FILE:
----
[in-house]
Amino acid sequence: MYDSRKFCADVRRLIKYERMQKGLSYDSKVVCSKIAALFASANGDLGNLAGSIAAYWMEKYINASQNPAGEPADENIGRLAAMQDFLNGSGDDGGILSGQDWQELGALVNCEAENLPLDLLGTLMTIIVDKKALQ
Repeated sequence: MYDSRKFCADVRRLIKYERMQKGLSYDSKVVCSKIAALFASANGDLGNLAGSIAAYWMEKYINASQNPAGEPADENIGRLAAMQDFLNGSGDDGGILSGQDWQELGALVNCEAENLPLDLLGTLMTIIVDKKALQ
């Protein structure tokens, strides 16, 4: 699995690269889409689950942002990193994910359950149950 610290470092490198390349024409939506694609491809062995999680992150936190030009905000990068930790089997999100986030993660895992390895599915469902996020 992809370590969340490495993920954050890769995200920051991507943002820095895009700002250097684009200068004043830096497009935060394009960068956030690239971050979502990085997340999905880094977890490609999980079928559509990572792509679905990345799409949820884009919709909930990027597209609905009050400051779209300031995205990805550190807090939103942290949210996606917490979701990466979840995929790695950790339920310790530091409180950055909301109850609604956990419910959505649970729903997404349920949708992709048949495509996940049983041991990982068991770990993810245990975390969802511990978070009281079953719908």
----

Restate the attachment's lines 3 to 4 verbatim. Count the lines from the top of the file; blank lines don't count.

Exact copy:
Repeated sequence: MYDSRKFCADVRRLIKYERMQKGLSYDSKVVCSKIAALFASANGDLGNLAGSIAAYWMEKYINASQNPAGEPADENIGRLAAMQDFLNGSGDDGGILSGQDWQELGALVNCEAENLPLDLLGTLMTIIVDKKALQ
């Protein structure tokens, strides 16, 4: 699995690269889409689950942002990193994910359950149950 610290470092490198390349024409939506694609491809062995999680992150936190030009905000990068930790089997999100986030993660895992390895599915469902996020 992809370590969340490495993920954050890769995200920051991507943002820095895009700002250097684009200068004043830096497009935060394009960068956030690239971050979502990085997340999905880094977890490609999980079928559509990572792509679905990345799409949820884009919709909930990027597209609905009050400051779209300031995205990805550190807090939103942290949210996606917490979701990466979840995929790695950790339920310790530091409180950055909301109850609604956990419910959505649970729903997404349920949708992709048949495509996940049983041991990982068991770990993810245990975390969802511990978070009281079953719908």